The objective of this packet is to provide educators with details on the nine elements of digital citizenship. These elements can be incorporated into their classroom policies and performance standards regarding technology usage. Additionally, educators can utilize the information included in this packet to introduce their student's parents to the concepts of digital citizenship, helping to build the bridge between educators and families in today's age of expanding use of educational technology.
One important tenant of digital citizenship is that access to technology should be available to all. This concept reflects challenges that are present in our non-digital society. Most all citizens believe, in theory, that everyone should have access to education, health care, the right to worship, etc., but the reality of providing these to all citizens of the world is virtually impossible. It is at the root of wars, political divisions and religious fanaticism. It is unreasonable to think that everyone can receive equal access to technology, but it is a noble goal towards which to aspire. Digital citizens should continue to lobby for more digital access, in more locations, so that more people can benefit from it.
If the sales figures for Black Monday are any indication, we as a society are fully embracing digital commerce. Digital citizenship encourages people to embrace digital commerce and continue to strive for safe and secure utilization of shopping, banking, and engaging in other commercial transactions in technical venues.
Digital communication is another element of Digital Citizenship that we seem to be embracing wholeheartedly. Digital communication includes emailing, texting, instant messaging, utilizing cell phones, etc. As digital communication continues to grow, it is important that we not forget how to communicate face to face. If we lose our humanity, technology will be a poor replacement. Utilize digital channels of communication to enhance your ability to communicate, but do not allow it to replace your ability to communicate.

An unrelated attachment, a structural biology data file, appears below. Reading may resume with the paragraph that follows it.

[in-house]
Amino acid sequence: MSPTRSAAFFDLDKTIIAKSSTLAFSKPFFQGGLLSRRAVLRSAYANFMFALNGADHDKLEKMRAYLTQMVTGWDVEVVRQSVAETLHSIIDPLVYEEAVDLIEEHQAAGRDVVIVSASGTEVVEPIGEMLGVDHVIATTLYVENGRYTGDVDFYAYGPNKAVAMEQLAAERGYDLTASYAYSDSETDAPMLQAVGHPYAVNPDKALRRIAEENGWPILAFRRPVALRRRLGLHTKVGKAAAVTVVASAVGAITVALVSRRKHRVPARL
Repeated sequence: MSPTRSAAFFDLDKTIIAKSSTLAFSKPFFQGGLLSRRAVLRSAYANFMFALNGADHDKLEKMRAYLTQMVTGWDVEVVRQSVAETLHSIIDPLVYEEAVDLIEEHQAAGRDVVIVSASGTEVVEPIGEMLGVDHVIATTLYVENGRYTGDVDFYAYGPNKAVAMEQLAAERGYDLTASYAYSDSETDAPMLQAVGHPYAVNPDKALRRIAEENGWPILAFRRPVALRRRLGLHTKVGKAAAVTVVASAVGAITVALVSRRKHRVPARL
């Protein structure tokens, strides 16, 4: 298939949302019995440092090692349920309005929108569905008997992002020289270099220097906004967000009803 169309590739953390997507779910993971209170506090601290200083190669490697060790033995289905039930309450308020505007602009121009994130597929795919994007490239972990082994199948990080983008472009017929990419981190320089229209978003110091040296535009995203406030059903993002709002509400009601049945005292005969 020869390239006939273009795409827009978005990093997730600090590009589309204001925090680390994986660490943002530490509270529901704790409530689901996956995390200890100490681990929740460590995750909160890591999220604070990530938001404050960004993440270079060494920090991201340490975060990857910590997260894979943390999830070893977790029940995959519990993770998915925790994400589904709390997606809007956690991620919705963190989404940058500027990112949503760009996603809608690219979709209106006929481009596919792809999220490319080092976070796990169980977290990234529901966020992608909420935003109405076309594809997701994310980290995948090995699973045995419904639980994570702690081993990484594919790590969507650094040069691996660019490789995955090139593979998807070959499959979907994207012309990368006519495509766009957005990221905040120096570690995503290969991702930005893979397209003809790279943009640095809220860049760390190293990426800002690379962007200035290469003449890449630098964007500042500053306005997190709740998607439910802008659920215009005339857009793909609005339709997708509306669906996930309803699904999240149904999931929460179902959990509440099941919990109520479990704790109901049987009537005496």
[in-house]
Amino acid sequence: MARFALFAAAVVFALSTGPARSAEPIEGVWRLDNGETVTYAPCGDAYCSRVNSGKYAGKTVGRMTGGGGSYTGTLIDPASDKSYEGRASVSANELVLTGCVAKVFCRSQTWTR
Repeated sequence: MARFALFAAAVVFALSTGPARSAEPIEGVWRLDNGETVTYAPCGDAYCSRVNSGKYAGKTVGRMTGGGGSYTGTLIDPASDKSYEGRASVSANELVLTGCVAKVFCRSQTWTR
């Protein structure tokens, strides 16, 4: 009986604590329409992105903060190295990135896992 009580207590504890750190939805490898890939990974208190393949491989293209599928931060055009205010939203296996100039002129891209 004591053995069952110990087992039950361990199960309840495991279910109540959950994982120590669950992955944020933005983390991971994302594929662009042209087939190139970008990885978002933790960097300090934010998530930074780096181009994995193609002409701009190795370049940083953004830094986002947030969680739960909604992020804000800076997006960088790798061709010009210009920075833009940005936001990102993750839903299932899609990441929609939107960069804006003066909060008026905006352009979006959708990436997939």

As digital citizens, it is our responsibility to develop and continually enhance our technological knowledge. We should support and encourage the acquisition of technological knowledge by others. We should model the positive and proactive use of technology for good causes, personal and professional growth and education.
This is a real weakness among many users of today's technology. Picture the guy who spends the entire meal in a resturant on his cell phone talking so loudly that he disrupts everyone around him, or the peer that sits across the table from you in an important meeting constantly checking emails or playing Angry Birds. Perhaps you can't teach old dogs new tricks, and it is too late to instill rules of etiquette onto these rude digital citizens. However, digital etiquette should be an integral part of the education of our youth. There are times when cell phone usage is inappropriate. There are ways that you should address and interact with elders regardless if you are online or in person. Educators and parents must be willing to communicate these elements of etiquette to the young technology users in their lives. It begins with rules. For example, no cell phones should be allowed at the dining table. Ever! It's an equally important lesson as "Put your napkin in your lap." It prepares young digital citizens for life in the real world.